[content_protector password=”running”]According to many different research studies at universities all over the world, music makes you smarter (but you didn’t need a university professor to tell you that!). Listening to music while you work increases the power of your mind, helps you to remember more information, and relaxes you.
You’d think that this was enough to convince teachers to let you have music on in the classrooms. But no…
Teachers want students to learn. Students want to learn. Acquiring new skills and knowledge, understanding concepts, scoring well in exams and tests, being prepared for moving onto college or university is why schools exist. Everyone at school (and beyond) needs to learn.
In order to do this, schools invest millions of dollars in good teachers, computer equipment, books, libraries, maths resources, behaviour plans, comfortable furniture, and sports equipment – as well as a whole lot of other things. But where’s the investment in music in the classroom? With the push in many schools up and down the country for Bring Your Own Device, it should be easy to allow students to plug in and enjoy music while they work.
Of course, no wants to be plugged in all the time! The most important aspect of learning is to discuss and collaborate with others – and that’s impossible with headphones or earbuds. But, when working independently, what’s to stop students from accompanying writing or keyboard-tapping with their favourite songs?
As well as increasing brain power, memory and learning, there are many other benefits: there’d be far less noise in the classroom; students will be concentrating on their own work; fewer students will be moving around bothering others (aside from a bit of air-drumming perhaps and accidental singing out loud!); fewer behaviour issues; and students would actually look forward to working!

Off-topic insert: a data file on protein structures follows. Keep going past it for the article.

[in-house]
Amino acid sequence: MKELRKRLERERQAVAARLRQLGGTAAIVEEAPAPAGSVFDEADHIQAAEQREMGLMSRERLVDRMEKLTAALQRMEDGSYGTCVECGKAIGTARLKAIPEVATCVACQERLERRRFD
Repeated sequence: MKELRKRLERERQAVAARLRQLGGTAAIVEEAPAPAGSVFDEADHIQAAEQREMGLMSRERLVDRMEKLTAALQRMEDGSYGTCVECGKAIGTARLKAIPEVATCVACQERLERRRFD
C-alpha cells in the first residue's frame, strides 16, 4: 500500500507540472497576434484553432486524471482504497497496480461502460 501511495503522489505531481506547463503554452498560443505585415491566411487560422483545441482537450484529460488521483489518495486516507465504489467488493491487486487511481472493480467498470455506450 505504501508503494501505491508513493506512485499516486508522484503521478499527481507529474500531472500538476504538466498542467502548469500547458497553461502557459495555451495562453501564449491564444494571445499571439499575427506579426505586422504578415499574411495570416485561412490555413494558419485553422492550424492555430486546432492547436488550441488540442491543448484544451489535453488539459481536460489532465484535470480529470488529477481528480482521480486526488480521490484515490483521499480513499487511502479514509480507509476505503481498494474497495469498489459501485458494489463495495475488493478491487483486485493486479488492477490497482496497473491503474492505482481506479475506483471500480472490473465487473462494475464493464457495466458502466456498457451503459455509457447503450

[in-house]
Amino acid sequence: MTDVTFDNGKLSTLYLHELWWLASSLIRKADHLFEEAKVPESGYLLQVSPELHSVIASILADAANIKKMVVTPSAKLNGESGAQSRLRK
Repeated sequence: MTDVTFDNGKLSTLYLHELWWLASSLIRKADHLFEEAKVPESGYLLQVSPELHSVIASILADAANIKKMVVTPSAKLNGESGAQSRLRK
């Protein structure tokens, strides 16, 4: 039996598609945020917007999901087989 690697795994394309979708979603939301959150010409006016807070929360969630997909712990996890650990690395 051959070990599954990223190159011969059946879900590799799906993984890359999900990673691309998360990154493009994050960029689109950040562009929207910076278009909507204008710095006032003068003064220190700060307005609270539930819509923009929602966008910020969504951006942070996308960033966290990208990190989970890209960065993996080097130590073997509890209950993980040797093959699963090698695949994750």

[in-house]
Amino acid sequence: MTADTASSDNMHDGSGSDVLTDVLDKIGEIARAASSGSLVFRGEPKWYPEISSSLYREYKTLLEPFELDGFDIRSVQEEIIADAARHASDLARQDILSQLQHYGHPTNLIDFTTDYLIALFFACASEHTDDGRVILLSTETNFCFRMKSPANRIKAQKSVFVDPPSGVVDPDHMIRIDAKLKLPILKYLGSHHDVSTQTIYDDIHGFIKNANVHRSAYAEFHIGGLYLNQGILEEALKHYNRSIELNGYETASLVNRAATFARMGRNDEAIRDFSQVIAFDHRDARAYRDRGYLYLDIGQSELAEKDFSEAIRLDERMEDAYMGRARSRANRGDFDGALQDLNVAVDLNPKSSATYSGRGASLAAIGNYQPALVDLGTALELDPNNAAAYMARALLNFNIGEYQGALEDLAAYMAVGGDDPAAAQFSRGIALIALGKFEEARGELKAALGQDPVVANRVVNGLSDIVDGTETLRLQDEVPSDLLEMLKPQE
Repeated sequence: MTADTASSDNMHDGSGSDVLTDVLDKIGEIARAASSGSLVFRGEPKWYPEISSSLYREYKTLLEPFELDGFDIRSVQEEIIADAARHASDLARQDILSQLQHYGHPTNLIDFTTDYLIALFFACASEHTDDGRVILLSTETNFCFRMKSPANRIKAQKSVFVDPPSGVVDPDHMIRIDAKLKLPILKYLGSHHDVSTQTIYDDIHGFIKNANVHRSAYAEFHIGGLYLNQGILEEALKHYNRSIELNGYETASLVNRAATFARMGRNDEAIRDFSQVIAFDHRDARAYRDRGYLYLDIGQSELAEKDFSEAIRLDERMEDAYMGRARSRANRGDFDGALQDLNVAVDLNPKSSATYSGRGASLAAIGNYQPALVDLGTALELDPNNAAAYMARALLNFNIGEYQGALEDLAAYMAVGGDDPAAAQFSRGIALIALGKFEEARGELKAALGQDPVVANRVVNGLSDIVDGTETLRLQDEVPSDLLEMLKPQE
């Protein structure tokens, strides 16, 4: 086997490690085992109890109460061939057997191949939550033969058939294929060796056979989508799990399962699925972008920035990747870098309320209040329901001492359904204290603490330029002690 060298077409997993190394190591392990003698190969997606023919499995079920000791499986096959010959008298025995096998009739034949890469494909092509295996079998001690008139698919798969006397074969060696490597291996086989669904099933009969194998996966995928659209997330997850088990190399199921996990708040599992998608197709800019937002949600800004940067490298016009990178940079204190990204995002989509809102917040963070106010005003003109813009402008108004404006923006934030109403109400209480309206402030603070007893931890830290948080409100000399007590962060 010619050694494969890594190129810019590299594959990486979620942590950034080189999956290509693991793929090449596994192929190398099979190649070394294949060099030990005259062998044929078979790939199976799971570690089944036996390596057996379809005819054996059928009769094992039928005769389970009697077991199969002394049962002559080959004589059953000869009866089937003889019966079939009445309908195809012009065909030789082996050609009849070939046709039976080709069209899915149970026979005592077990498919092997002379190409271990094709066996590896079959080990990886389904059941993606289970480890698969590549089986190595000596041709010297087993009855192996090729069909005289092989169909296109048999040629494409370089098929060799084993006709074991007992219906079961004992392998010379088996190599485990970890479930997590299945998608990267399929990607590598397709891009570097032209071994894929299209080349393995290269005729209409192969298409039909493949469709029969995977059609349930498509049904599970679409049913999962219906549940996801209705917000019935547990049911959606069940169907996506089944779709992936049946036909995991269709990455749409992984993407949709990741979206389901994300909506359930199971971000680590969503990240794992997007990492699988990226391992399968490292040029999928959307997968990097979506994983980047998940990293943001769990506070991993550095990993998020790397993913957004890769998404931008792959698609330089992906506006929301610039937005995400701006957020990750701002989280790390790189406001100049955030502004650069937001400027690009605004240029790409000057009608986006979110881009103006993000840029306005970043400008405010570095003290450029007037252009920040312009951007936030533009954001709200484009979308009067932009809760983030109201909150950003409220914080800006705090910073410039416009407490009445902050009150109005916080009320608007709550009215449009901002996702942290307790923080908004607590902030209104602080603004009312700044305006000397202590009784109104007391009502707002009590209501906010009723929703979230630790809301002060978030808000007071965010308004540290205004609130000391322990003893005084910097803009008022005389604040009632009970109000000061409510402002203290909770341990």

Many teachers work before of after school in the classroom with the radio or music on, and when they work at home at weekends there’s music playing. But, magically, as soon as the school day starts, the music stops. Why?
Listening to music is scientifically proven to be good for learning. Let the music play!
[colored_box color=”green”]This is an opinion-based article designed to provoke debate, discussion and further inquiry amongst your students: [/colored_box] [colored_box color=”yellow”]Critical Thinking Challenges:
- Why do you think music is so good for your mind?
- Does listening to music make you more productive?
- Why do some teachers object to students listening to music?
- If music aids your brain, what else – that currently isn’t done in classrooms – might also help?
[/colored_box] [colored_box color=”green”]Practical Tasks:
- Design a playlist (lasting either for a lesson or for a whole day) that you think would make someone the most productive. Include a range of styles and a mix of old and new music. Perhaps share this list with your classmates or teacher, and play it in lessons and see if it works!
- Write an article, give a speech or prepare a presentation to argue either for or against having music in classrooms.
[/colored_box] [colored_box color=”red”]Have Your Say: [socialpoll id=”[socialpoll id=”2292091″] [/colored_box]